The conservative understanding of Iraq, Afghanistan and Egypt was that these places were backward because the culture of the people, their occupations, the way that they chose to live, kept it that way. But in the liberal understanding of history, they were backward because they had been denied access to modern processes for upgrading their societies. Give them democracy and they’ll be Europe in no time at all.It did not occur to them that the reason Egypt wasn’t England had nothing to do with elections and everything to do with the culture of a broken country that hasn’t gotten all that far past feudalism, and whose “modern” face was slapped together by European colonialism and local dictators borrowing European ideas and applying thin layers of them across the surface of a much older culture.Processes don’t move a society forward. The striving to learn and grow, to push beyond the next horizon and find out what is over the next hill. That innate organic expansionism, that creative dissatisfaction, cannot be transplanted or imposed externally. It either grows out of the soul of a culture or it does not. The historical processes that matter are a byproduct of such strivings.
The liberal puts structures before people while the conservative puts people before structures. Men are not numbers and there is no innate historical destiny to their processes that can exist apart from their whims, needs, urges, frustrations, rages, loves and unsettled ambitions. When we look into the structures of history we find that they, like the Trojan Horse, are filled with people.
We are not bound to move forward. It is quite possible that we are moving back. And even that sense of direction is a matter of opinion. To the Islamists of the Muslim Brotherhood, backward is forward, as they push on toward the 7th century.
The sense of historical direction in Cairo or New York is not an abstract, but a function of culture, a product of the things we value and strive toward. It is possible to distinguish the healthy and unhealthy cultures through the outcome of these products, but it is not possible to make a culture want not only the things we want, but to want them in the same way and through the same means.
Egypt is where history goes to die. Beneath its sands, there are ages and ages of lost time, lost civilizations and lost pasts that might have been. They lie there untouched by the mantra of historical processes. They simple were and are no more.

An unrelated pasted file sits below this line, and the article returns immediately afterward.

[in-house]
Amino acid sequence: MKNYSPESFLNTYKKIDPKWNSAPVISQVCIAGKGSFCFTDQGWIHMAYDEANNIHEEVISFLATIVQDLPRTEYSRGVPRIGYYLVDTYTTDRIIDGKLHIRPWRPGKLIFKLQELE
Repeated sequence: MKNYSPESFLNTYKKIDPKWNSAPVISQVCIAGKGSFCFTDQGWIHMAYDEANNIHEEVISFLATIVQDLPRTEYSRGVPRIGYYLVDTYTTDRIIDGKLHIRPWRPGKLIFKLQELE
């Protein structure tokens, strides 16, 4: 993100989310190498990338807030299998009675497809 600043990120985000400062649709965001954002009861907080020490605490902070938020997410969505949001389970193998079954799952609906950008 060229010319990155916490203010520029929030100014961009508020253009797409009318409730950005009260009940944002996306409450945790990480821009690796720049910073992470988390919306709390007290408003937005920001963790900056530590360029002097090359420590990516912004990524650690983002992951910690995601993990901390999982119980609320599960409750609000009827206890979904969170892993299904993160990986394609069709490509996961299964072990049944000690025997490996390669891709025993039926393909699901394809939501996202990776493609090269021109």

The Arab Spring is nothing but another one of those many sedimentary layers of history that fall into the sands and crunch under the sandals of the cultures that take each other’s place. There was a time when Egypt moved forward, but those were ancient times and ancient days.
The modern Egypt is a jumble of crushed histories and broken pasts, its people combine the conquerors and the conquered, their histories lost and the futures unsought. Islam has cloaked them in its characteristic darkness that teaches its followers to strive for nothing except the subjugation of others to its will.
Egypt has not been an empire for a very long time. It is a colony of colonies, settled by foreigners, ruled by foreigners, surrounded by ancient history and detached from it. It is full of history and yet it has no history. It has no true past or future. Only the tedium of a present that never changes because the spirit that once moved the men of these sands forward has dried up. There is anger, fear and hate that follow the old familiar paths through the sand to the same destinations.There is no future here. There is no history here. Egypt is where history goes to die, buried in its tombs with its ancient kings, lying in wait for another time when the sands will shift, the stones will fall and time will begin moving again.
About the Author: Daniel Greenfield is an Israeli born blogger and columnist, and a Shillman Fellow at the David Horowitz Freedom Center. His work covers American, European and Israeli politics as well as the War on Terror. His writing can be found at http://sultanknish.blogspot.com/ These opinions do not necessarily reflect the opinion of The Jewish Press.The author's opinion does not necessarily reflect the opinion of The Jewish Press.
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